I waited seven months to play Death Stranding on PC, and now with 10 hours in the game, I’m happy to report that this could easily be the definitive version of the delivery service.
On July 14, Hideo Kojima’s latest creative venture, Death Stranding, finally releases on PC. Like other PC players, I’ve waited since November to experience Death Stranding on PC, and now that I’ve had my hands on the game for about a week I’m happy to say that, so far, it was well worth the wait.
For those who are going into Death Stranding completely blind, let me give you a brief introduction without spoiling too much. You control Sam Porter Bridges, a legendary delivery man traveling lonesome across a dangerous post-apocalyptic United States, completing delivery orders and digitally connecting America’s remaining establishments. Sam’s job might sound boring, but there is no shortage of tense moments in Death Stranding; any given footstep could be your last as cargo-hungry thieves, the unforgiving environment, and invisible enemies known as BTs are all out for blood. Who knew that being a mailman could be the most difficult job in the entire country?
However, if you’ve already played the game, watched some gameplay online, or read Logan’s wonderful review, then that isn’t news to you. In that case, you’re probably wondering how this PC port performs. Well, I’m happy to report that so far my experience has been amazing; it’s clear that the seven months since the game’s PS4 launch were very well-spent. My PC barely meets Death Stranding’s recommended settings, yet I’ve played around 10 hours so far, all at 60+ FPS without graphical errors, slowdown, or crashes. Meanwhile, the graphics are some of the best I’ve ever seen on my PC; certain environments and character models are hyper-realistic to the point where I feel like I am controlling a character in an HDR video. This isn’t too surprising considering it’s a port to PC, but it is worth mentioning. After all, we have seen some terrible PC ports in the past.
Death Stranding’s controls also map really well onto the mouse and keyboard. Every keybind feels intuitive and those who prefer a controller can still easily plug one in and enjoy the game that way. The mouse and keyboard controls even include some quality of life changes that PS4 players would’ve loved; for example, you can now skip cutscenes and any short animations like Sam’s frequent showers without entering any menus. My only real complaint thus far is a small one; the loading screen when first launching the game up takes about 90 seconds. However, all other loading screens are pretty short, so you only have to sit through that load once per sitting.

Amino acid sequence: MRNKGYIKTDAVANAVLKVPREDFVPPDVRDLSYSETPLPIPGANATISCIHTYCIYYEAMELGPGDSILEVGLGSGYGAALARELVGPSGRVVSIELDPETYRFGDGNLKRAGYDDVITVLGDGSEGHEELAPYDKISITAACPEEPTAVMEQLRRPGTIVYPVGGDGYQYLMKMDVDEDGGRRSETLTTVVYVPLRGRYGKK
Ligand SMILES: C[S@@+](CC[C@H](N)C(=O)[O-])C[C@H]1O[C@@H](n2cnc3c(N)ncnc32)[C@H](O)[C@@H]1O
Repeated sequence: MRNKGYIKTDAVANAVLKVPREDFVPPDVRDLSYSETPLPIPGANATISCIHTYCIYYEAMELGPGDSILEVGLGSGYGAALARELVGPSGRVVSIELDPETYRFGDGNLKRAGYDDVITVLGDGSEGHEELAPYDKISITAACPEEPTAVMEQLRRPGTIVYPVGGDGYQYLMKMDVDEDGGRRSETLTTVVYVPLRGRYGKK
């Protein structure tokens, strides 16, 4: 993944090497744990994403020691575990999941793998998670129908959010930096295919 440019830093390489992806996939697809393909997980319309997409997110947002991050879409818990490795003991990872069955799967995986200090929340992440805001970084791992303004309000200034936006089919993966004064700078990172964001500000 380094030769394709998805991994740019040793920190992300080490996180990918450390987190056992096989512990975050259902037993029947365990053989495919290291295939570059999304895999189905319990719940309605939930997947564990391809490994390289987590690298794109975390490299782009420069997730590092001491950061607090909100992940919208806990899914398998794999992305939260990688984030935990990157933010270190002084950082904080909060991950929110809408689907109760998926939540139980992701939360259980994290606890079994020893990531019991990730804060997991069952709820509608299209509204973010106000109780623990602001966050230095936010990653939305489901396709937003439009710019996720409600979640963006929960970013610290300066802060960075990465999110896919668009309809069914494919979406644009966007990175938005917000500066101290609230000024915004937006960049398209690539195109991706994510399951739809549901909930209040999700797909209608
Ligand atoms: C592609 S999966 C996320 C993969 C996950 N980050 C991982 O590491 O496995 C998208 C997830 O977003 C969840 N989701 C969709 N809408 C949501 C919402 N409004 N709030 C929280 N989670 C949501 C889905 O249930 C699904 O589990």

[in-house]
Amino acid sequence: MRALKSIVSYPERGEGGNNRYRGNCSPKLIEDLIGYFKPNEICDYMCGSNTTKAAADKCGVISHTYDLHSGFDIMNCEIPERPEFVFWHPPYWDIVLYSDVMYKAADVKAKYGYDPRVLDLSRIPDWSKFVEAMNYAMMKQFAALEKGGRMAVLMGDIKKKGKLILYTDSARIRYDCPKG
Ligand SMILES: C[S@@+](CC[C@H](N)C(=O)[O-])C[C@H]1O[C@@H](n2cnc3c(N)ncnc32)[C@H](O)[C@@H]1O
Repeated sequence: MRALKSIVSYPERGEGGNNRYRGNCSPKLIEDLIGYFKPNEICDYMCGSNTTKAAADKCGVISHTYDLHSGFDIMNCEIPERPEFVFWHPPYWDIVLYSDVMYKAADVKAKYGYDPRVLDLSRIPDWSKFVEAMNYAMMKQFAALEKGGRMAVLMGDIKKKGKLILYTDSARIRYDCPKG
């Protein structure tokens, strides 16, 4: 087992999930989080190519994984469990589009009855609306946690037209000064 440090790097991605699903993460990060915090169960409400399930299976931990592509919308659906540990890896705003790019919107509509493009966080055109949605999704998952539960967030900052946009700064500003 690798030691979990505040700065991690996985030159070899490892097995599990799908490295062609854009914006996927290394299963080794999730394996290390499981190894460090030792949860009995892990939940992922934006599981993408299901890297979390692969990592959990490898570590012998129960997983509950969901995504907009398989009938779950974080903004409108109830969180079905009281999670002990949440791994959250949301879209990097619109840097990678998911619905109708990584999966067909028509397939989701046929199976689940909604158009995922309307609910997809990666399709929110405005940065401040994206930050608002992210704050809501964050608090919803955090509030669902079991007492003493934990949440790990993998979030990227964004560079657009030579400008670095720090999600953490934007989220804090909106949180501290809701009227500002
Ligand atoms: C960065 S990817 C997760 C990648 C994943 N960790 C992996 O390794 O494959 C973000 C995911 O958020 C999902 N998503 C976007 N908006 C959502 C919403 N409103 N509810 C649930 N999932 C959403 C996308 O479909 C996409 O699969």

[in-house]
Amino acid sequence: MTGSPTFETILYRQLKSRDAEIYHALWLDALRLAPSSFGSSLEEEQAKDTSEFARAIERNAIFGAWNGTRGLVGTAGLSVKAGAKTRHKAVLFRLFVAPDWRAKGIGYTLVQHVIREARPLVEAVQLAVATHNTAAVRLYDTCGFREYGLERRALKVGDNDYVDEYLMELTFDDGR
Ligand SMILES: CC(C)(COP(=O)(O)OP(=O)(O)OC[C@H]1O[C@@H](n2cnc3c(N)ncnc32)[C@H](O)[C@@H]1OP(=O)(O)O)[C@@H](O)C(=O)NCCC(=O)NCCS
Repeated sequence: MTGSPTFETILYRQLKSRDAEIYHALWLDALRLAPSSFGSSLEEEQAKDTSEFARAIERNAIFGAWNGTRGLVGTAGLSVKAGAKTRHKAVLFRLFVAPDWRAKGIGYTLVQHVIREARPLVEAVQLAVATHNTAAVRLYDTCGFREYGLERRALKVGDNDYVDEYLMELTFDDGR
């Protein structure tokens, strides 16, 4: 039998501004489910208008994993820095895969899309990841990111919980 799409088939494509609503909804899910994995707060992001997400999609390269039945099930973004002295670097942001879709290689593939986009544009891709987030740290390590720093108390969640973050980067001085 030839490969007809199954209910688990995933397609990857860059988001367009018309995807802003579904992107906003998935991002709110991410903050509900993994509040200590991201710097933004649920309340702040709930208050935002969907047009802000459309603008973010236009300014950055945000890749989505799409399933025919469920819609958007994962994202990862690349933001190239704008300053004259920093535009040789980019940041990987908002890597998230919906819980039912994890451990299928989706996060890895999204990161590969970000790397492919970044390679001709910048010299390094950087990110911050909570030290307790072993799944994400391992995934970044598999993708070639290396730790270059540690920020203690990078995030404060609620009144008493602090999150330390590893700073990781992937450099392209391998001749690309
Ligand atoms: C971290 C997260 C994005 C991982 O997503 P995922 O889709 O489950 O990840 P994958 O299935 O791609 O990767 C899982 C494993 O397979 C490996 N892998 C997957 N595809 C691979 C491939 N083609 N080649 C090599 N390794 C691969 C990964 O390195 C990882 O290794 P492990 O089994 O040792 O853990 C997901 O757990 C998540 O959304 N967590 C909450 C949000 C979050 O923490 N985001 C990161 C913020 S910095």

Aside from the game’s stellar performance, Kojima Productions actually added new content into Death Stranding’s PC version in the form of new side quests in reference to the classic Valve franchises Half-Life and Portal. These quests become available around Episode 2, which is pretty early in Death Stranding’s campaign. These quests are definitely an exciting addition for PC players as they reward different cosmetics from and based upon the Valve franchises; for an example, look no further than the above screenshot that shows a Half-Life skinned vehicle. I’ve haven’t completed all of the Valve quests yet, but I can tell you that in the first mission I hauled a heavy Portal Companion Cube back to a delivery terminal and was rewarded with an awesome pair of Gordon Freeman glasses to make Sam look a little more scientific.
I’ve obviously never played the PS4 version of Death Stranding, and I’m sure that I’m far from completing its 40-hour campaign, but nothing I’ve experienced so far stops me from claiming that PC is now the definitive place to play Death Stranding. The game is visually stunning, controls well, and runs immaculately; so far I’d say it was well worth the seven month wait. However, I still have a few hundred more orders to complete; one of which is my review of Death Stranding’s PC version which I’ll be carefully delivering to DualShockers readers later this month.